- Taschenbuch: 244 Seiten
- Verlag: Univ of Texas Pr (25. März 2010)
- Sprache: Englisch
- ISBN-10: 0292721501
- ISBN-13: 978-0292721500
- Größe und/oder Gewicht: 15,2 x 2,2 x 22,9 cm
- Durchschnittliche Kundenbewertung: Schreiben Sie die erste Bewertung
- Amazon Bestseller-Rang: Nr. 3.011.292 in Fremdsprachige Bücher (Siehe Top 100 in Fremdsprachige Bücher)
- Komplettes Inhaltsverzeichnis ansehen
Conquistadores de la Calle: Child Street Labor in Guatemala City (Englisch) Taschenbuch – 25. März 2010
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The first comprehensive, book-length study of its kind, "Conquistadores de la Calle" presents the findings of nearly two years of ethnographic research on the streets of Guatemala City, toppling conventional wisdom that the region's youth workers are solely victims, or that their labor situations are entirely the result of poverty and family breakdown. Documenting the voices and experiences of the city's working children, this fascinating study reveals counterintuitive motivations for those who choose to abandon schooling in favour of participating more fully in their families' economies. The processes of developing skills and planning for their social and economic futures are covered in depth, presenting evidence that many members of this population operate well above survival level and are decidedly not marginalized or members of an underclass."Conquistadores de la Calle" also makes important distinctions between these young workers - a generation of Maya and Ladino boys and girls - and the homeless children or gang youth who have been so much more widely studied.Contextualizing a variety of data, ranging from detailed ethnographic portraits of the children's lives and the monthly income of children engaged in common street vocations (such as shining shoes or serving as porters) to educational histories and socialization activities, Thomas Offit has produced a rich trove of findings in a significant segment of urban economics that is tremendously important for anthropologists, Latin Americanists, and those interested in the lives and labors of children in the cities of the developing world. --Ce texte fait référence à une édition épuisée ou non disponible de ce titre.
Über den Autor und weitere Mitwirkende
Thomas A. Offit is Associate Professor of Anthropology at Baylor University in Waco, Texas, and has taught at the Universidad del Valle in Guatemala City.
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Die hilfreichsten Kundenrezensionen auf Amazon.com
This book is a reality check for anyone who has ever wondered about (or pitied) young workers on the streets in developing countries and assumed that these children could only be seen as victims of poverty and exploitation. Instead, this work shines a light on the children's life "choice" to take control of their own lives through the self-sufficiency of honest street labor. These children are, in fact, empowering themselves and taking steps towards creating a better future. They develop real world knowledge and valuable skills to provide for their own economic (and often extended family networks) survival and success.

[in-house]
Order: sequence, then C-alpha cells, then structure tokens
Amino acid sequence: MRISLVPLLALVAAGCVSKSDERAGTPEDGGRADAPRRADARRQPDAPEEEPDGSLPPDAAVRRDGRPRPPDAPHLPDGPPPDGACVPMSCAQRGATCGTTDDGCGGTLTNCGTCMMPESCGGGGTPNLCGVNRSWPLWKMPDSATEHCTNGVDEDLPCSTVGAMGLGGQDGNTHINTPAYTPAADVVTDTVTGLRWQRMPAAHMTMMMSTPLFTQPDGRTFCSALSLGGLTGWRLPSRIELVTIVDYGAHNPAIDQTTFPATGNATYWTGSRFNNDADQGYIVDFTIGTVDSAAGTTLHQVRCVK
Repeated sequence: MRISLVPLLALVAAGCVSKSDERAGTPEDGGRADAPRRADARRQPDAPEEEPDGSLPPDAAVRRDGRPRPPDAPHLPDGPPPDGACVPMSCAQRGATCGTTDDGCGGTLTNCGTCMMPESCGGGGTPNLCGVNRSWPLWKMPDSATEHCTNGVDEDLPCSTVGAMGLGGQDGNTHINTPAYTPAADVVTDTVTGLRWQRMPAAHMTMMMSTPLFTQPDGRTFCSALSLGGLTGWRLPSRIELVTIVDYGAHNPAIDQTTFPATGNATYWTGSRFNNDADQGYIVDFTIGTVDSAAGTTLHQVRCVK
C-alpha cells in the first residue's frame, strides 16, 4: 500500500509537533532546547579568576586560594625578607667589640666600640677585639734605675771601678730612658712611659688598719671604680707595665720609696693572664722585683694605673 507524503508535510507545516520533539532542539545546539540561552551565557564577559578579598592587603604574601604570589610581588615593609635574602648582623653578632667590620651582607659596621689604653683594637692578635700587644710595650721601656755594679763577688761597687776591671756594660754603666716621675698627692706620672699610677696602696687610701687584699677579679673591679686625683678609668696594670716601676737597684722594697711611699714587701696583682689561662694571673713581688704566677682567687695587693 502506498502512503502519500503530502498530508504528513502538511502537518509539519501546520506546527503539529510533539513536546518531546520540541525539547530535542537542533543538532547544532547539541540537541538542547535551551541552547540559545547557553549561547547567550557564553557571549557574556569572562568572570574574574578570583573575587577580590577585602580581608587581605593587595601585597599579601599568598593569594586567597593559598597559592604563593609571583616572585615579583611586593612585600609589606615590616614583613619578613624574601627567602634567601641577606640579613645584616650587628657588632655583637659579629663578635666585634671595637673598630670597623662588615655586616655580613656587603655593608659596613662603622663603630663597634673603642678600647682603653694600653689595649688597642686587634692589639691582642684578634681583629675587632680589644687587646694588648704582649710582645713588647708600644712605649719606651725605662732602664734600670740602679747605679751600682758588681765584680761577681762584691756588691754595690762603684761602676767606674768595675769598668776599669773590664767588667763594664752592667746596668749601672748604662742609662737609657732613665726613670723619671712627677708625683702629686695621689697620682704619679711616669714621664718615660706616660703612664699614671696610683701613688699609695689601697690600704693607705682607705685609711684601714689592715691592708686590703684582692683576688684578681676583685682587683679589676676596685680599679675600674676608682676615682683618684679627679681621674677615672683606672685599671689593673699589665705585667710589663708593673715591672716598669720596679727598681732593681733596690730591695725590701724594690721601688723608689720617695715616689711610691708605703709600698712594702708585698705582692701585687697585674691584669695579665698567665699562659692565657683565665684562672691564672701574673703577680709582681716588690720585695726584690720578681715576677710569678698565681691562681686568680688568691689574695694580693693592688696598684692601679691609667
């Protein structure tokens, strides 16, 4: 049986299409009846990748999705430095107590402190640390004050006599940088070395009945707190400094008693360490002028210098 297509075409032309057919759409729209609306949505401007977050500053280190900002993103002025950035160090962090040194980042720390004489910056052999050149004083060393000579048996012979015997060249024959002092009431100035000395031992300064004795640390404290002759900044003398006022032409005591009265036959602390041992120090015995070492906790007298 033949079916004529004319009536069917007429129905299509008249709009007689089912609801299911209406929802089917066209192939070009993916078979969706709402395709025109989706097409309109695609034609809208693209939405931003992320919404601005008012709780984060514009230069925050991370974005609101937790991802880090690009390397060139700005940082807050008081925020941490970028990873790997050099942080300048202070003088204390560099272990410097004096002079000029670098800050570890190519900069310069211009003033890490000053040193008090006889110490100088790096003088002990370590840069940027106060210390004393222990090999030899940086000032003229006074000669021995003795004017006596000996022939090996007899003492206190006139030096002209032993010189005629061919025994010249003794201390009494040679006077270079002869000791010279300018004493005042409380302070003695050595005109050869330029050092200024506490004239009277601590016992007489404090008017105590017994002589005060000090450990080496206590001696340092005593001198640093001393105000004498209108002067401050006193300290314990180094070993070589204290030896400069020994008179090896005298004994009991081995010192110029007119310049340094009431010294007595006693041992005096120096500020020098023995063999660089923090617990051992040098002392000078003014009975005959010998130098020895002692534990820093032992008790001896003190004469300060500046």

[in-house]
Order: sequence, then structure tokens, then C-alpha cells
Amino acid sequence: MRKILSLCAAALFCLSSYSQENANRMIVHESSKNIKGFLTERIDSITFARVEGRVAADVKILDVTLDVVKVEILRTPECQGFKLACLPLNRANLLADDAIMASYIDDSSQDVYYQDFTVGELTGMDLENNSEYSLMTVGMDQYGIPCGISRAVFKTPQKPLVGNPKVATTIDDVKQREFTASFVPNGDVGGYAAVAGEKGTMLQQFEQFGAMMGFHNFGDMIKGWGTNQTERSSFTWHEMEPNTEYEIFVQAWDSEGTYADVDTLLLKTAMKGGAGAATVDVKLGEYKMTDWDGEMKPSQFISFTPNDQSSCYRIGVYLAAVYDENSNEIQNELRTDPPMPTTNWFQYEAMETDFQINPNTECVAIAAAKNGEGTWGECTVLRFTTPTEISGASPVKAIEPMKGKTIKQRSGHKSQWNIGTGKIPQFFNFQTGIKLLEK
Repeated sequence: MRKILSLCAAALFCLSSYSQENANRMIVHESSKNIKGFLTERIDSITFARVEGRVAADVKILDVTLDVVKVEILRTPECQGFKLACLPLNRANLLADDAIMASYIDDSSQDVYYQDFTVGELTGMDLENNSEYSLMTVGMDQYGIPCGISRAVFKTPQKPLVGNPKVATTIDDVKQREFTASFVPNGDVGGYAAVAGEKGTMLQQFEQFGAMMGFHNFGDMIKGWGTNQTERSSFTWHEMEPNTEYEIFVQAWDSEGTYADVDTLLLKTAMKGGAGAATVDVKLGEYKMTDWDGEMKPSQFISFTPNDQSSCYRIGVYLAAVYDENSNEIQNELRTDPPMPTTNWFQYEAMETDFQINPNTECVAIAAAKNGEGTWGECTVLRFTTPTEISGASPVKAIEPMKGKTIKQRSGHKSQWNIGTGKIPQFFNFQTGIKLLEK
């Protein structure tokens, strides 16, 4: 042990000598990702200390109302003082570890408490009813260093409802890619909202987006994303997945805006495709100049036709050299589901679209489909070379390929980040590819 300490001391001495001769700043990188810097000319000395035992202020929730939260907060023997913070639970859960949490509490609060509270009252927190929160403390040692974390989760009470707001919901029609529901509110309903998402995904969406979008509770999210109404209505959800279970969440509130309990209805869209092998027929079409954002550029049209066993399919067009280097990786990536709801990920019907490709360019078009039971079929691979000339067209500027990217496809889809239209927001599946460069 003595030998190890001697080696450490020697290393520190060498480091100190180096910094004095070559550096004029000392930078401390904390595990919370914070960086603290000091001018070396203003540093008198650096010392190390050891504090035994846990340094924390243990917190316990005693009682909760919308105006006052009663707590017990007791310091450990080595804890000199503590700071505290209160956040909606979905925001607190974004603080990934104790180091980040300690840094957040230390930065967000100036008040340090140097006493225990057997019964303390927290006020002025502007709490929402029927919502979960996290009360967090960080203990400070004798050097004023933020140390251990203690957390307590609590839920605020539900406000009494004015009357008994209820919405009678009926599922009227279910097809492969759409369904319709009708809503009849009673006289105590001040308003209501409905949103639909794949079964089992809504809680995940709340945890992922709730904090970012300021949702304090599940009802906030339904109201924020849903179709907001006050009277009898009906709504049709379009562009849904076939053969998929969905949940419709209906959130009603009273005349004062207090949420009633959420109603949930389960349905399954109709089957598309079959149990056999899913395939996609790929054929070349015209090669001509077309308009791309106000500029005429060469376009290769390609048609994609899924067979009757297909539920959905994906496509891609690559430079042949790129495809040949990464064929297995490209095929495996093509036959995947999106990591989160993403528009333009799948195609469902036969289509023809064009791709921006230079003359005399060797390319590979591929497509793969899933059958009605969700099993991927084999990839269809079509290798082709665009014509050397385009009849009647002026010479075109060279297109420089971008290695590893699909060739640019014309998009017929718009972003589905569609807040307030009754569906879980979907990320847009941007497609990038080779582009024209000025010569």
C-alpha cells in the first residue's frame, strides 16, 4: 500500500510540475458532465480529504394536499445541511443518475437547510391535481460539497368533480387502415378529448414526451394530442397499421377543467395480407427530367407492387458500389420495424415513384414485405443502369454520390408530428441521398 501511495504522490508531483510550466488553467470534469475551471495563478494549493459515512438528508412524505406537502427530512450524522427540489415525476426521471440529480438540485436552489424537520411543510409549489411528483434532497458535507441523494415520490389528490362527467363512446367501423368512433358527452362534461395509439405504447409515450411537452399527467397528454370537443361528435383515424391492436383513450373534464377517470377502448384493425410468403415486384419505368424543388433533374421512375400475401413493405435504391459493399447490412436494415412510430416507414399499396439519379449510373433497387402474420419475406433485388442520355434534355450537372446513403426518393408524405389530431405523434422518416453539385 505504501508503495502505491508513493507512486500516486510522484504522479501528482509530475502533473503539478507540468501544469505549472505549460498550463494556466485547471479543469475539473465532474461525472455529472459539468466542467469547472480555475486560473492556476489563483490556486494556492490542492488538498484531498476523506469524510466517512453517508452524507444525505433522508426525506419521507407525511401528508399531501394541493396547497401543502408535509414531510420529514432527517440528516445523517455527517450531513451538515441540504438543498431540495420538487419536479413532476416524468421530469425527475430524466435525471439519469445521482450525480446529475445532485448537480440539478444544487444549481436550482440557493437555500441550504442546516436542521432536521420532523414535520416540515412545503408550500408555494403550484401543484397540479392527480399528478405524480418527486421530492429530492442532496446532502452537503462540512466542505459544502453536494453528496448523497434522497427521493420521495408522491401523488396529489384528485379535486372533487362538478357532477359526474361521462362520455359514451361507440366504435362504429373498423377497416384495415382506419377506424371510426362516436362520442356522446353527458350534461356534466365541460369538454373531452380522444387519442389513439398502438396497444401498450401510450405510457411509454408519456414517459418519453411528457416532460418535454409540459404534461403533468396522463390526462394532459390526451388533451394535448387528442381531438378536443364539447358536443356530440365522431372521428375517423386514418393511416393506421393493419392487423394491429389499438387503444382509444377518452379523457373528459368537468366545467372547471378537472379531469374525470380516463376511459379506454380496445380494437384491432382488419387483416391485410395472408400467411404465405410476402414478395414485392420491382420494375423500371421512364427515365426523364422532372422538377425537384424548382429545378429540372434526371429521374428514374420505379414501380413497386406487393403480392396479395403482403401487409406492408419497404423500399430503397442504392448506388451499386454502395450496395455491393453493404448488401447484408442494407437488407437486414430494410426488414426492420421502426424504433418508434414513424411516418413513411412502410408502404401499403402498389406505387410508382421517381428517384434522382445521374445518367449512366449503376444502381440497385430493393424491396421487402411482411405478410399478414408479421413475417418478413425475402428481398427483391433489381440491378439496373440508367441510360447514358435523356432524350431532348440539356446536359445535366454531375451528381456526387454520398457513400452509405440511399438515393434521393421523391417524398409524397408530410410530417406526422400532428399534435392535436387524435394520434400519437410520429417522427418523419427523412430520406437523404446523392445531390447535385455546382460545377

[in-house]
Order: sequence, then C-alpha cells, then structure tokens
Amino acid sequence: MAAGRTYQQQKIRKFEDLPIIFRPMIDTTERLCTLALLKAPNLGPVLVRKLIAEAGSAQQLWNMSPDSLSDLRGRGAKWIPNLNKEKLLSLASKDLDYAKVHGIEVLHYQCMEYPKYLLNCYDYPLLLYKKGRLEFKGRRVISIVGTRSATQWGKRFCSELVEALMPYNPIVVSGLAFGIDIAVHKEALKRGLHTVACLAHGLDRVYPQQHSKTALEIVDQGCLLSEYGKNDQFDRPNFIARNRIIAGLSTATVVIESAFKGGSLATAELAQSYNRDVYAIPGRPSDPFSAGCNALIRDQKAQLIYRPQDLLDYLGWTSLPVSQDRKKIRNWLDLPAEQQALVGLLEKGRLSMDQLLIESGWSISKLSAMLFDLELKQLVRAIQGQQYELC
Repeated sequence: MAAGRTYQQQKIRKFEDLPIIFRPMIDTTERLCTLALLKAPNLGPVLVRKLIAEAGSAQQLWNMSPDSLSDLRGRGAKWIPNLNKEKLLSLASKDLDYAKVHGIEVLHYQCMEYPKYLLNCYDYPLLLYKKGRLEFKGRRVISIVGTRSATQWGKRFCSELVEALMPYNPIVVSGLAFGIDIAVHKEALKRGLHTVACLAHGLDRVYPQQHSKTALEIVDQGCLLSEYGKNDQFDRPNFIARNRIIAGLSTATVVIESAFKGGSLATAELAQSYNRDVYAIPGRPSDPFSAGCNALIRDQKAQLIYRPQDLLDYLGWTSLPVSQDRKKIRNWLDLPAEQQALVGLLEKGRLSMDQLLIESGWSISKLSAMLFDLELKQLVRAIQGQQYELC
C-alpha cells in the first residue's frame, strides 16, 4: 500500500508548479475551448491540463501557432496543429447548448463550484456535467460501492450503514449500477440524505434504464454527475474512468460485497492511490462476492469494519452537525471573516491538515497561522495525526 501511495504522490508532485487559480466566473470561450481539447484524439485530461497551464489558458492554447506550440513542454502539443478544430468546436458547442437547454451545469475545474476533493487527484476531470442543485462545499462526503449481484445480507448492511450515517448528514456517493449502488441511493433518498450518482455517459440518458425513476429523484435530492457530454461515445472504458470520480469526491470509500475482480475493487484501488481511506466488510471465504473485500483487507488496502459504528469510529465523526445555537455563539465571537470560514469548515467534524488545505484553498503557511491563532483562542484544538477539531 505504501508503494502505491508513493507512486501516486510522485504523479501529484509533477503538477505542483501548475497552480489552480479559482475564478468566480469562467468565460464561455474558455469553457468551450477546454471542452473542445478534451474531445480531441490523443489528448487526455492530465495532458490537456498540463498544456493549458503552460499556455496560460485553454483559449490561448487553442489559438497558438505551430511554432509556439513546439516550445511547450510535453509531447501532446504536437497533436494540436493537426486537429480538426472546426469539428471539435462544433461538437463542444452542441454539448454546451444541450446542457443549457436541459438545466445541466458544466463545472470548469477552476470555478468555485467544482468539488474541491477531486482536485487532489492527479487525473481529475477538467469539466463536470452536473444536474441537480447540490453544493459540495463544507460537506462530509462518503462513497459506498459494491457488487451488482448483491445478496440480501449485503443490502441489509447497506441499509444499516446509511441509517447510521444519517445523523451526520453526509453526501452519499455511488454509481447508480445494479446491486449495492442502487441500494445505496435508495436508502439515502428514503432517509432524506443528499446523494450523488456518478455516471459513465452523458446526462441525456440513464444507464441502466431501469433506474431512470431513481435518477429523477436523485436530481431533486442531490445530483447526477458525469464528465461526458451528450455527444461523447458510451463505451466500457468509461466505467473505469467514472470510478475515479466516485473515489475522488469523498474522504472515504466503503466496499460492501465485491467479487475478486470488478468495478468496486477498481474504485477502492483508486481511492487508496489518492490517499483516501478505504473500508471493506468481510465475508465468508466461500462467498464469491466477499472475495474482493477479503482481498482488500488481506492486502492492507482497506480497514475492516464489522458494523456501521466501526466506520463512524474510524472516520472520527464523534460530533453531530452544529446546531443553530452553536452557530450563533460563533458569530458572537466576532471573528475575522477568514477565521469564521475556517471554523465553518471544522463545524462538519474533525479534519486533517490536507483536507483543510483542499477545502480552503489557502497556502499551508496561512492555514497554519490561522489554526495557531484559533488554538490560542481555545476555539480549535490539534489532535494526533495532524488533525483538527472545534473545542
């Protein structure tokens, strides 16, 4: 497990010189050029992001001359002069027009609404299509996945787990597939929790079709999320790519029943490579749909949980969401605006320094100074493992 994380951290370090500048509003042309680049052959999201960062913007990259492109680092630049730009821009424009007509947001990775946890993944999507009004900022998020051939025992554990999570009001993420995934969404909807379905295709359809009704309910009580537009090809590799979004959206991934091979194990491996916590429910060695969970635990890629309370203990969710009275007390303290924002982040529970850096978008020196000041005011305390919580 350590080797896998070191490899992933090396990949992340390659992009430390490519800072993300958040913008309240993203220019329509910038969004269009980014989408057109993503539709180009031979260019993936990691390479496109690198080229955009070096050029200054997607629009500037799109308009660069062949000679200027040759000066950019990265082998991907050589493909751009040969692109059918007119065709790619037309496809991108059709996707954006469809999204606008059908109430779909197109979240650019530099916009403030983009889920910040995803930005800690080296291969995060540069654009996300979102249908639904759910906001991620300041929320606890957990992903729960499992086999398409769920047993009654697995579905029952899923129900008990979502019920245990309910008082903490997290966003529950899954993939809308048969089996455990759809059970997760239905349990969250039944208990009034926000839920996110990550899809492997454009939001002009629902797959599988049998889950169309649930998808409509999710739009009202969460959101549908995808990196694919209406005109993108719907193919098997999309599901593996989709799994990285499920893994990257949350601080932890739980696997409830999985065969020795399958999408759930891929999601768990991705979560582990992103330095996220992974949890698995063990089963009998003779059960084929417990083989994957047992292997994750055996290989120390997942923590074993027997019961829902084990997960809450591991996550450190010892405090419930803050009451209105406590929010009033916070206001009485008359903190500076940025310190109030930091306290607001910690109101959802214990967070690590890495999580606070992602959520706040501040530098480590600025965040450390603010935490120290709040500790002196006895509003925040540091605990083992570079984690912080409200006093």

I personally appreciated this book as someone who believes that regardless of their socio-economic status in the world, children's "work" and contributions are consistently undervalued. The author illustrates the enormous scope of knowledge and skills that can be learned outside of the westernized formal, public school systems, and that those systems can and should be completely re-evaluated in modern day society (Montessori, John Holt, etc).
The stories in the book are a testament to these children's intelligence, work ethic and social skills in adapting for their surival. I only hope I could do as well if I were in their shoes!
The author points out that with the rapidly crashing global economy, the child street laborer will unfortunately be a much more common sight in cities all over the planet, not just lower economic, developing countries. Of particular note was the research on the development of the the multi-locale households w/the resource interdependent/intertwined multi-generational and extended family networks. I feel that all Americans should be taking notes from this book for what could possibly be our near future.
This book supports that we need closer examination of our attitudes and understanding about what types of things are needed for survival i.e. what is deemed a valid "education," and ultimately, what is a "successful" life.
Conquistadores De La Calle is a great read for educators, child development researchers, globe trekkers, adventurous tourists, armchair travelers, historians and anthropologists/ethnographers alike.
Entertaining,with colorfully written and beautifully detailed portraits, the book describes scenes of shoe-shine boys in marble-shooting contests, salsa music filled streets, food stalls full of exotic dishes sold by young girls in traditional ethnic costumes, seedy hustlers and criminals, rural agricultural migrant farm families and more.
A brilliant researched and detailed book - I enjoyed it tremendously.